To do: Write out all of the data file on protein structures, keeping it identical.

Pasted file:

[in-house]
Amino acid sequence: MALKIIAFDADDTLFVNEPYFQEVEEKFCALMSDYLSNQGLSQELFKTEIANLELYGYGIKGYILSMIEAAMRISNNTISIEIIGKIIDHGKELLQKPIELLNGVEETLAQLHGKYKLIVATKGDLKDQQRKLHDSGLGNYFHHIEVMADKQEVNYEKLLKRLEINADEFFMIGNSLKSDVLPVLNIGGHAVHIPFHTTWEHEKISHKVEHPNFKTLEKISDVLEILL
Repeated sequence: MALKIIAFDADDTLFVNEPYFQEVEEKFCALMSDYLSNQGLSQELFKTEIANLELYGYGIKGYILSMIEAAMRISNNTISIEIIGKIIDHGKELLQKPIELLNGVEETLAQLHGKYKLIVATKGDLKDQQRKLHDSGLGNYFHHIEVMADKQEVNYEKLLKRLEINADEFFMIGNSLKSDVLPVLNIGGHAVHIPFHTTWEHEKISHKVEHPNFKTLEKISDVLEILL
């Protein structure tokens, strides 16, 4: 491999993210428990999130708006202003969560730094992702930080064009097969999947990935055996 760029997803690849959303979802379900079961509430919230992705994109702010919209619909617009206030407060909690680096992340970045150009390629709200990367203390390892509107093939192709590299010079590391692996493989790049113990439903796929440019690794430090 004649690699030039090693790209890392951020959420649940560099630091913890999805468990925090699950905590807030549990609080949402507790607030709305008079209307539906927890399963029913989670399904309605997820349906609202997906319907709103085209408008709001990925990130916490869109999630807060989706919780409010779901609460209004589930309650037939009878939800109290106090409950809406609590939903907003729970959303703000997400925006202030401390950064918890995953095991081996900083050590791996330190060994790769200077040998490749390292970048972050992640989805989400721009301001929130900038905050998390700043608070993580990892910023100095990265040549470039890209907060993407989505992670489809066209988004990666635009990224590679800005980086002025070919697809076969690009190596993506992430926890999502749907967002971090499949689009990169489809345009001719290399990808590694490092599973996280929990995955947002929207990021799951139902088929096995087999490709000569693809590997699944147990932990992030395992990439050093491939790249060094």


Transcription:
[in-house]
Amino acid sequence: MALKIIAFDADDTLFVNEPYFQEVEEKFCALMSDYLSNQGLSQELFKTEIANLELYGYGIKGYILSMIEAAMRISNNTISIEIIGKIIDHGKELLQKPIELLNGVEETLAQLHGKYKLIVATKGDLKDQQRKLHDSGLGNYFHHIEVMADKQEVNYEKLLKRLEINADEFFMIGNSLKSDVLPVLNIGGHAVHIPFHTTWEHEKISHKVEHPNFKTLEKISDVLEILL
Repeated sequence: MALKIIAFDADDTLFVNEPYFQEVEEKFCALMSDYLSNQGLSQELFKTEIANLELYGYGIKGYILSMIEAAMRISNNTISIEIIGKIIDHGKELLQKPIELLNGVEETLAQLHGKYKLIVATKGDLKDQQRKLHDSGLGNYFHHIEVMADKQEVNYEKLLKRLEINADEFFMIGNSLKSDVLPVLNIGGHAVHIPFHTTWEHEKISHKVEHPNFKTLEKISDVLEILL
């Protein structure tokens, strides 16, 4: 491999993210428990999130708006202003969560730094992702930080064009097969999947990935055996 760029997803690849959303979802379900079961509430919230992705994109702010919209619909617009206030407060909690680096992340970045150009390629709200990367203390390892509107093939192709590299010079590391692996493989790049113990439903796929440019690794430090 004649690699030039090693790209890392951020959420649940560099630091913890999805468990925090699950905590807030549990609080949402507790607030709305008079209307539906927890399963029913989670399904309605997820349906609202997906319907709103085209408008709001990925990130916490869109999630807060989706919780409010779901609460209004589930309650037939009878939800109290106090409950809406609590939903907003729970959303703000997400925006202030401390950064918890995953095991081996900083050590791996330190060994790769200077040998490749390292970048972050992640989805989400721009301001929130900038905050998390700043608070993580990892910023100095990265040549470039890209907060993407989505992670489809066209988004990666635009990224590679800005980086002025070919697809076969690009190596993506992430926890999502749907967002971090499949689009990169489809345009001719290399990808590694490092599973996280929990995955947002929207990021799951139902088929096995087999490709000569693809590997699944147990932990992030395992990439050093491939790249060094």